It is almost as if you believe HIV to be a good thing. That statement backed up the phrase that offended you from Polverone.[Edited on 25-3-2012 by Bot0nist]


Suffering has its place in the world. Yes, bad things happen to good people, but it's all part of life. To be honest, I don't know at which point AIDS and cancer showed up in this thread, but what about the countless other diseases that take the lives of many other people? I mentioned cystic fibrosis but there are countless others, which are not contracted through irrational behaviour.

Imagine a world without diseases, no pressure valve on population growth, no way to be grateful for your health. Too many people take health for granted. It's the same thing as the "why is there evil in the world" question. Similarly, you cannot be grateful for your health without there being disease as well.

weiming1998 - 24-3-2012 at 17:39

The answer to overpopulation, a legit issue, is not to have diseases kill people off, but to spread the message for people to have less children. We are succeeding in this message in developed countries, as population growth has stopped or even decreased there. But we still have to work on developing countries, where diseases kill lots of people off, but they respond to that by giving birth to more children, often six or seven per family! It is a lose-lose situation, both with people dying and overpopulation not being controlled, eventually having mass starvation(like in Africa). To stop this, we need to both develop better medicine (or ways to make more medicine) for these countries, which will reduce the mortality rate of children there, and encourage them to give birth to less children and use protection, which will both help in reducing the number of children being born, which will resolve the starvation issue some years later because of the decrease in population. That way, we have both less people, starvation issue resolved, and lower death rate by diseases, using just medicine!

entropy51 - 24-3-2012 at 17:47

Quote: Originally posted by White Yeti  

I am desperately trying to keep religion out of this, but sex was intended to strengthen the relationship between one man and one woman, not two men, not two women and not any number of each either. As soon as we start destroying the family as a social unit, the society as a whole collapses.

In theory HIV, should strengthen the family, by encouraging monogamy and by discouraging promiscuity. Unfortunately, the media is bringing back out caveman instincts and tendencies. How far will this go, only time will tell.
What a self-righteous little twit!

If you were trying to keep religion out of this you would not be telling us what sex was intended for. Intended by whom pray tell? You must be like 13 years old if you think you can read God's mind with such clarity.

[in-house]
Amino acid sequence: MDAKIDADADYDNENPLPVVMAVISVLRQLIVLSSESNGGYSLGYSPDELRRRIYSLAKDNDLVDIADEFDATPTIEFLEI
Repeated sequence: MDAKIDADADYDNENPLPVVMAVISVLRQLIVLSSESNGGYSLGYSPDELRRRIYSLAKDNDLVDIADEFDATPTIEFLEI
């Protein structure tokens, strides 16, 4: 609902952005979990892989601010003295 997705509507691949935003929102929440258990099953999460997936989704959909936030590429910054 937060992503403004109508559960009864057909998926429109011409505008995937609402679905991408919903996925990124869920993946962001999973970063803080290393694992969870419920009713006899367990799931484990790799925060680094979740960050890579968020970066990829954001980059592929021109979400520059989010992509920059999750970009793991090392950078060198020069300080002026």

White Yeti - 24-3-2012 at 18:11

Quote: Originally posted by weiming1998  
The answer to overpopulation, a legit issue, is not to have diseases kill people off, but to spread the message for people to have less children. We are succeeding in this message in developed countries, as population growth has stopped or even decreased there.


Spreading this message is not the answer either. Countries with collapsing populations (Germany much?), have just as many problems as those with populations getting out of hand. Issues with social security and pensions will have to be faced one way or another. The only solution is to have a slowly increasing population worldwide. When we find ways to colonise the solar system, then we can alleviate population by sending people to other planets, and later, to the stars.

I did not think it would come to this, but it seems like none of you guys gives a shit about triclosan.

@entropy, I don't read God's mind, I simply heed his word and I think you should as well.

entropy51 - 24-3-2012 at 18:27

Quote: Originally posted by White Yeti  
@entropy, I don't read God's mind, I simply heed his word and I think you should as well.
It sounds like you have Him on speed dial. Just let me have His number, I'm not at all sure that I trust your transcription of His word.

White Yeti - 24-3-2012 at 18:38

Speed dial:
Clear your mind of every distraction, create complete silence, and you will hear God. God appears in the silence.

weiming1998 - 24-3-2012 at 18:54

Quote: Originally posted by White Yeti  
Quote: Originally posted by weiming1998  
The answer to overpopulation, a legit issue, is not to have diseases kill people off, but to spread the message for people to have less children. We are succeeding in this message in developed countries, as population growth has stopped or even decreased there.